'Bonnie and Clyde' review — a cartoonish take on a killer couple
A 2011 Broadway flop is getting a second shot in London, following on from a concert performance that brought original New York leading man Jeremy Jordan to London in January, opposite his current Bonnie, the excellent Frances Mayli McCann.
As it happens the show’s distaff headliner, McCann, turns out to be the biggest reason for director-choreographer Nick Winston’s strenuous production of a relentless musical that seems to want to position the killers of the title as equivalents of sorts to Chicago’s celebrity-seeking murderesses, Roxie and Velma.
The difference is that the earlier, über-durable Kander and Ebb title benefits from a score that bewitches anew with every hearing, whereas Frank Wildhorn’s music is eclectic, to be sure, but almost entirely lacking in personality.
There’s a gospel number, for instance, because, well, why not? But for most of an overlong evening, the songs merely reiterate things we already know, not so much advancing the action as restating the obvious via one too many power ballads that may come across better out of context where they don’t slow down proceedings yet further.
We all know the fate that befell the eponymous duo, whom we first encounter in youthful iterations of themselves, Bonnie wanting to be Clara Bow and Clyde an adroit sharpshooter age 12.
Flash forward and a grinning adult Clyde (a large-eyed Jordan Luke Gage, wearing a fixed smile pretty well throughout) hoves into view to fix Bonnie’s car and so it begins: an affair spent largely on the lam that folds into its orbit Clyde’s brother Buck (George Maguire, the Olivier-winner here in growly form) and his wife Blanche (Natalie McQueen, in what would appear to be an impersonation of the late Madeline Kahn, mixed with Betty Boop).
The overriding desire a la Chicago is to be remembered, which these two certainly were and are, even this many decades after the seminal Arthur Penn film with Warren Beatty and Faye Dunaway.
“I like to keep busy,” says Clyde, which I suppose is one way of putting it. And so we find the waitress Bonnie, the lone “ray of sunshine” in Clyde’s life, ignoring admonitions that he is a “bad seed” in favour of the glamour conferred by life in the fast lane, no matter how derailed that journey may turn out to be.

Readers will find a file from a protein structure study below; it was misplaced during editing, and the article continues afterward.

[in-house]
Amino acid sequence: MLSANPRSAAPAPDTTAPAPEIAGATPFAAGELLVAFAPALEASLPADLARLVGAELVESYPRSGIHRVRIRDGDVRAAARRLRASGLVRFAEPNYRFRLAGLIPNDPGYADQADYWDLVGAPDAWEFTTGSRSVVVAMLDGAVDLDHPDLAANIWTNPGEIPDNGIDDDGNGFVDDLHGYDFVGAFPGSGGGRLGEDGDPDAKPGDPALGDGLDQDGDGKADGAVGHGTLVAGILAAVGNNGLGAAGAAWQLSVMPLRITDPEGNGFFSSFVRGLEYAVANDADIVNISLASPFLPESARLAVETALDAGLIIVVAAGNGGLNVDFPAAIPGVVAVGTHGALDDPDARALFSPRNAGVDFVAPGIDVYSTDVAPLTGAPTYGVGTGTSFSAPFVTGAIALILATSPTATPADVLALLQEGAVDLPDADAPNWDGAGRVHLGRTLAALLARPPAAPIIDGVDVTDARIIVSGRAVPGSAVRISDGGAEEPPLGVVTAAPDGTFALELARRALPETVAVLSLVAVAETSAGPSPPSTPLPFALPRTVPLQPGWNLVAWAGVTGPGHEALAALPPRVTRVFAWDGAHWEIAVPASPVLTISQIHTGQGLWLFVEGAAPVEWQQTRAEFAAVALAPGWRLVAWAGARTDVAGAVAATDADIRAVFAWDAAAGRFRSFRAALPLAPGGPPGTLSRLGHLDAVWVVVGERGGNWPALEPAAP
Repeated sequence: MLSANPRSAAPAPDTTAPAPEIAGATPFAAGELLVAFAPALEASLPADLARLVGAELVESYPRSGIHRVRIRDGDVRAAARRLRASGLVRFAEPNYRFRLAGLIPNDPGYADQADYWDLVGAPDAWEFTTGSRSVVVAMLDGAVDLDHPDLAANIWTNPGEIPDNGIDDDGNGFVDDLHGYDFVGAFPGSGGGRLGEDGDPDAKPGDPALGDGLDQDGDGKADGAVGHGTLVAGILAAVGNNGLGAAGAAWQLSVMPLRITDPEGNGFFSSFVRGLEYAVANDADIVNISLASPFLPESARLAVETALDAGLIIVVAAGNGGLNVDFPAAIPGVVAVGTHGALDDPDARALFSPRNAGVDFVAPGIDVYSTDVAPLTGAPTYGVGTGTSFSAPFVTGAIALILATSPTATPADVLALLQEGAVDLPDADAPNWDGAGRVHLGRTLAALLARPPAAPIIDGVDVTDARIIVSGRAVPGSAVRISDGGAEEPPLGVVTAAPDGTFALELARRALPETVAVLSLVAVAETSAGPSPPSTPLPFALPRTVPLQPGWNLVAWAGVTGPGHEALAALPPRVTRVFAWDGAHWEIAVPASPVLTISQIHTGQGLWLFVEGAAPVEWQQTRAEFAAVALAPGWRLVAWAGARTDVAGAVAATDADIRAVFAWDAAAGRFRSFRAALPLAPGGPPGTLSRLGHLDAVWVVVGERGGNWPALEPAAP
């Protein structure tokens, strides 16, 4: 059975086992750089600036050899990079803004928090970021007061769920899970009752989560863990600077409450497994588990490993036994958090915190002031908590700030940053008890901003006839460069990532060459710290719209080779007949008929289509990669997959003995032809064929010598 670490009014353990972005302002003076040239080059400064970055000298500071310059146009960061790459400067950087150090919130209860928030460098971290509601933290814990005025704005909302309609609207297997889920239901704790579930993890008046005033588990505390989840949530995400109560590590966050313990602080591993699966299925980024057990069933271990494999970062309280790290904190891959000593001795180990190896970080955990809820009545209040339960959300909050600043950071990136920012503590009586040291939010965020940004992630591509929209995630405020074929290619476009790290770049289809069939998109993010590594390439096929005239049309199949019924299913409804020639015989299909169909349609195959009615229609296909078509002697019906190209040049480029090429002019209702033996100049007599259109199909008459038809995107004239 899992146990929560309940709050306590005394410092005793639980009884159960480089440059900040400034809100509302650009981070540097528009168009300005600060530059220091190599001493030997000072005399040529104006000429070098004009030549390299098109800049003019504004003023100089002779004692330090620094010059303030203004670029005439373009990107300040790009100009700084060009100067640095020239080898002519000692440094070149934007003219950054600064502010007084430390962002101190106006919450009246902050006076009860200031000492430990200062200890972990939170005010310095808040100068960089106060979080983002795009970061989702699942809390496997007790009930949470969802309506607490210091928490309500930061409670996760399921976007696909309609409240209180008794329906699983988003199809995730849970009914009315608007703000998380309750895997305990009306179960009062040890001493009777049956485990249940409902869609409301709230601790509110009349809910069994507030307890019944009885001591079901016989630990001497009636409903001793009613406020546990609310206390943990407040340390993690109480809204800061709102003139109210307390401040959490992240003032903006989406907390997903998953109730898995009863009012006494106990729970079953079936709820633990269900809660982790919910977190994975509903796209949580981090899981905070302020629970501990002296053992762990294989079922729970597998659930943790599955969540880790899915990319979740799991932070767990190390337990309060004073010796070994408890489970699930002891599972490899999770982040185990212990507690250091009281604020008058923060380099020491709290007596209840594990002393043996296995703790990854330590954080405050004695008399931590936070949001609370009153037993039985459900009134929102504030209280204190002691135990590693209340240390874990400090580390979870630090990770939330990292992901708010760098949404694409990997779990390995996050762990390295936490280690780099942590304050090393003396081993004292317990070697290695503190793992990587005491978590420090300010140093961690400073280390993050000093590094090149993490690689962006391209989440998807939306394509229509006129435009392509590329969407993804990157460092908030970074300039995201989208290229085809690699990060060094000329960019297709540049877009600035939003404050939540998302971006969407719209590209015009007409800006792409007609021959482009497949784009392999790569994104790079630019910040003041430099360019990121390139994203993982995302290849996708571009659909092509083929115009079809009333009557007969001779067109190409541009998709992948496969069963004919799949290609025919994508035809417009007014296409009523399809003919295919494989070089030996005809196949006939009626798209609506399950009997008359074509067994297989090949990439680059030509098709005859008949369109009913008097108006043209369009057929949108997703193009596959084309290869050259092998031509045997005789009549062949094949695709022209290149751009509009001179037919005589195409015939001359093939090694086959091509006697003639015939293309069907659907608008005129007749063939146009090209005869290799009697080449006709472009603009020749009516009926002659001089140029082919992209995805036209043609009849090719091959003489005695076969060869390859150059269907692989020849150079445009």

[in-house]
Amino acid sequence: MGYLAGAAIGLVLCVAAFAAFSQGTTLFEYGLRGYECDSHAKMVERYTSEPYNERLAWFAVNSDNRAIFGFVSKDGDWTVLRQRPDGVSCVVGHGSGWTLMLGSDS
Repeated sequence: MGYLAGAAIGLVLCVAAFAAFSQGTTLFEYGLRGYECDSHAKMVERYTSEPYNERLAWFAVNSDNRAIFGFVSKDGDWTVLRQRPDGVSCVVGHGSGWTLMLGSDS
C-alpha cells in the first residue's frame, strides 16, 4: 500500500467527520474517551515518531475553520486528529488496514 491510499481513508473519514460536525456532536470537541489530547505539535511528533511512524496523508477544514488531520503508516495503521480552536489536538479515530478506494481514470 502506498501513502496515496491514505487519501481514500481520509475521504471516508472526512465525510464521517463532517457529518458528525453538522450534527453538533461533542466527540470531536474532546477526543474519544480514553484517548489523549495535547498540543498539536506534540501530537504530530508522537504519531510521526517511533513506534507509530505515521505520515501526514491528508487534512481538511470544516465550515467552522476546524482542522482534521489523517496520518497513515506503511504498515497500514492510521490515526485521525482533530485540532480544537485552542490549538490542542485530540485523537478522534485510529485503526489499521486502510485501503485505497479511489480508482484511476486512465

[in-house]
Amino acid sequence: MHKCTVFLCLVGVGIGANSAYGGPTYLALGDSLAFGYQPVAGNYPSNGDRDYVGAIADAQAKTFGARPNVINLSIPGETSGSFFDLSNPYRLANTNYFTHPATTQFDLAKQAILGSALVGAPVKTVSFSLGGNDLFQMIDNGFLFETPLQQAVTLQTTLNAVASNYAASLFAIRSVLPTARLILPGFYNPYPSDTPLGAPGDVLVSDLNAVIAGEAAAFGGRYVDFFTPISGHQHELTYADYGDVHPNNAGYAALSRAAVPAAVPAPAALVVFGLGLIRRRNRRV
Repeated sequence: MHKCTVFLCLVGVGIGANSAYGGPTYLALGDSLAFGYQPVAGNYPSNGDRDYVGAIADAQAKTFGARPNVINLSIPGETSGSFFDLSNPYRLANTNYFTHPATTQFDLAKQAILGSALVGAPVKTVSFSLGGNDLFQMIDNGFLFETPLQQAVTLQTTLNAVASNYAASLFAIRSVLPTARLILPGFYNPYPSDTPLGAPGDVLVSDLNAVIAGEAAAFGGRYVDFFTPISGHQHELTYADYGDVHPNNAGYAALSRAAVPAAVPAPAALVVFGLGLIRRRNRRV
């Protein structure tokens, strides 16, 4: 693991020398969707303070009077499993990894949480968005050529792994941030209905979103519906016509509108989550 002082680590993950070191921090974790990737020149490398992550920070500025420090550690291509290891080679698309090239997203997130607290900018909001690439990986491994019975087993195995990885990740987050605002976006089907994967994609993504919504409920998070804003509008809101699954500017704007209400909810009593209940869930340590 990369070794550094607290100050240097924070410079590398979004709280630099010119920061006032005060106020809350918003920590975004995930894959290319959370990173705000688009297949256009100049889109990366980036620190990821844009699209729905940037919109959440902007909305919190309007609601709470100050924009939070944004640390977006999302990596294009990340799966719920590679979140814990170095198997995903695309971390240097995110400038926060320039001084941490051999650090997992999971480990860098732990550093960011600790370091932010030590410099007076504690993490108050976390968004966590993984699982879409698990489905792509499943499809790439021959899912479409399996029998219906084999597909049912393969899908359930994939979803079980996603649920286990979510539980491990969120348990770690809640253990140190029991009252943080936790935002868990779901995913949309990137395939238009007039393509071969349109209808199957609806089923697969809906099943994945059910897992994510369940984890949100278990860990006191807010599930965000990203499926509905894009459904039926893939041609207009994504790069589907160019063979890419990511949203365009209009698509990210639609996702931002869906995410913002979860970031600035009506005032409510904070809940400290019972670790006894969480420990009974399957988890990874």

You can imagine the material taking hold in the UK in a way that might induce eye-rolling Stateside, given the inevitable commentary about the “American dream”, or synonyms thereof, to ramp up the thematic stakes.
But the acting by and large is too cartoonish to honour the roiling attentions of a book by Ivan Menchell that often beggars belief: “That man puts the hell in ‘hello’,” Blanche says of Clyde, who on cue gets his own rouser of a number called — what else? — “Raise a Little Hell”.
A likeable presence in the Olivier-winning & Juliet, Gage has a powerful voice that, unlike several of his castmates, soars above a heavily amplified band but he doesn’t begin to communicate the inherent danger of a societal malcontent with serious anger issues.
You’d happily invite this Clyde for afternoon tea, but it’s a stretch to imagine him as a tearaway engaged in a dance with death. A second-act scene of Gage’s model-handsome Clyde in the bath seems preparatory for a fashion shoot, not a showdown with the law.
Cleve September attempts some degree of modulation as the clear-eyed onlooker Ted, delivering warnings before they are too late, but most of the rest of the cast keep everything big and broad in keeping with a pushy score that mostly treads overfamiliar ground.
The signature exception is McCann, who brings a ravishing voice to Laura Osnes’ Broadway assignment as an easy romantic target on a collision course with chaos. “Too late to turn back,” Bonnie sings in a duet with Clyde signalling a woman who has allowed herself to fall too deep into a moral and amorous quicksand.
Bonnie’s fatalism, in McCann’s expert hands, makes for feverishly exciting theatre, which is no bad thing: I mean, if Clyde is going to fall hard for Bonnie, it’s quite nice if the audience does, too.
Photo credit: Bonnie and Clyde (Photo by Richard Davenport)
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